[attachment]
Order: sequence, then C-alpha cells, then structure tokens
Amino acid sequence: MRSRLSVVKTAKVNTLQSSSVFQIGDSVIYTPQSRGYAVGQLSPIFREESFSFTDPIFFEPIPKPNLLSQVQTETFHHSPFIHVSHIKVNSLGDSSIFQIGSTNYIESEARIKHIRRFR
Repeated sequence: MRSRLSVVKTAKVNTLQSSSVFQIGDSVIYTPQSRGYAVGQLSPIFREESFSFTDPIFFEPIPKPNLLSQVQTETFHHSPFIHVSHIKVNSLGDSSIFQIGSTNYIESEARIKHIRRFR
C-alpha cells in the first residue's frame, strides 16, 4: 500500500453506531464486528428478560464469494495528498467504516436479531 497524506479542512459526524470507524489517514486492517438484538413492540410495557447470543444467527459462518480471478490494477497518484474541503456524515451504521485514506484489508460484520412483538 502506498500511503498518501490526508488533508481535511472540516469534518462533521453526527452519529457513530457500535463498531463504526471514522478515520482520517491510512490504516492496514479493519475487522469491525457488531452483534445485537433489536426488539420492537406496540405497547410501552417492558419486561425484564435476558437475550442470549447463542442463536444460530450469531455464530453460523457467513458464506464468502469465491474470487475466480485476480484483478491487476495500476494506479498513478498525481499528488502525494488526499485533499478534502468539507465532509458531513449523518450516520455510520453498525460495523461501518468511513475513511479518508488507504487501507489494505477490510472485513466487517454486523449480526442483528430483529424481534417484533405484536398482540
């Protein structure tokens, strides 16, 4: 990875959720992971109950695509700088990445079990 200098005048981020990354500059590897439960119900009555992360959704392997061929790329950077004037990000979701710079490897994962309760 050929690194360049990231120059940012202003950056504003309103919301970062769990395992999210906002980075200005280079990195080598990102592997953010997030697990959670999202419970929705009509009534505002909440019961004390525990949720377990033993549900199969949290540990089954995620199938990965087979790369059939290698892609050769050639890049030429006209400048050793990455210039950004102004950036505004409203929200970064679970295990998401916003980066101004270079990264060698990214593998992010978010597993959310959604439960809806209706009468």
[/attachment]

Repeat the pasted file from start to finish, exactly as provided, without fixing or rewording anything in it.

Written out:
Order: sequence, then C-alpha cells, then structure tokens
Amino acid sequence: MRSRLSVVKTAKVNTLQSSSVFQIGDSVIYTPQSRGYAVGQLSPIFREESFSFTDPIFFEPIPKPNLLSQVQTETFHHSPFIHVSHIKVNSLGDSSIFQIGSTNYIESEARIKHIRRFR
Repeated sequence: MRSRLSVVKTAKVNTLQSSSVFQIGDSVIYTPQSRGYAVGQLSPIFREESFSFTDPIFFEPIPKPNLLSQVQTETFHHSPFIHVSHIKVNSLGDSSIFQIGSTNYIESEARIKHIRRFR
C-alpha cells in the first residue's frame, strides 16, 4: 500500500453506531464486528428478560464469494495528498467504516436479531 497524506479542512459526524470507524489517514486492517438484538413492540410495557447470543444467527459462518480471478490494477497518484474541503456524515451504521485514506484489508460484520412483538 502506498500511503498518501490526508488533508481535511472540516469534518462533521453526527452519529457513530457500535463498531463504526471514522478515520482520517491510512490504516492496514479493519475487522469491525457488531452483534445485537433489536426488539420492537406496540405497547410501552417492558419486561425484564435476558437475550442470549447463542442463536444460530450469531455464530453460523457467513458464506464468502469465491474470487475466480485476480484483478491487476495500476494506479498513478498525481499528488502525494488526499485533499478534502468539507465532509458531513449523518450516520455510520453498525460495523461501518468511513475513511479518508488507504487501507489494505477490510472485513466487517454486523449480526442483528430483529424481534417484533405484536398482540
């Protein structure tokens, strides 16, 4: 990875959720992971109950695509700088990445079990 200098005048981020990354500059590897439960119900009555992360959704392997061929790329950077004037990000979701710079490897994962309760 050929690194360049990231120059940012202003950056504003309103919301970062769990395992999210906002980075200005280079990195080598990102592997953010997030697990959670999202419970929705009509009534505002909440019961004390525990949720377990033993549900199969949290540990089954995620199938990965087979790369059939290698892609050769050639890049030429006209400048050793990455210039950004102004950036505004409203929200970064679970295990998401916003980066101004270079990264060698990214593998992010978010597993959310959604439960809806209706009468």